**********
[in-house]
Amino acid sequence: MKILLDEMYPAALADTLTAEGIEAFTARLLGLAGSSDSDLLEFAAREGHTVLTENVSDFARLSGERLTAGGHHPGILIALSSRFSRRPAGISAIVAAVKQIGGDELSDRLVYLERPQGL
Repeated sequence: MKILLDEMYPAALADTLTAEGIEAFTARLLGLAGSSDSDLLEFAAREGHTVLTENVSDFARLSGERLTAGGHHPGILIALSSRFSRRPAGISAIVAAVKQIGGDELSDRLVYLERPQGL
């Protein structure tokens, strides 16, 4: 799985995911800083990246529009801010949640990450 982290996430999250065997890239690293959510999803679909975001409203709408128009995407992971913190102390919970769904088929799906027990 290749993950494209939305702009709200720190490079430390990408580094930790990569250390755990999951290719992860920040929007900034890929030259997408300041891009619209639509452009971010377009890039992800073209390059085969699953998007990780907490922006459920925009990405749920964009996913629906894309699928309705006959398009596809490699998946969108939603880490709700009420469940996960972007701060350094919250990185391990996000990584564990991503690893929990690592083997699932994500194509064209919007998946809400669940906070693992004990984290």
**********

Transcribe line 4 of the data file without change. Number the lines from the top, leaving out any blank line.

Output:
């Protein structure tokens, strides 16, 4: 799985995911800083990246529009801010949640990450 982290996430999250065997890239690293959510999803679909975001409203709408128009995407992971913190102390919970769904088929799906027990 290749993950494209939305702009709200720190490079430390990408580094930790990569250390755990999951290719992860920040929007900034890929030259997408300041891009619209639509452009971010377009890039992800073209390059085969699953998007990780907490922006459920925009990405749920964009996913629906894309699928309705006959398009596809490699998946969108939603880490709700009420469940996960972007701060350094919250990185391990996000990584564990991503690893929990690592083997699932994500194509064209919007998946809400669940906070693992004990984290």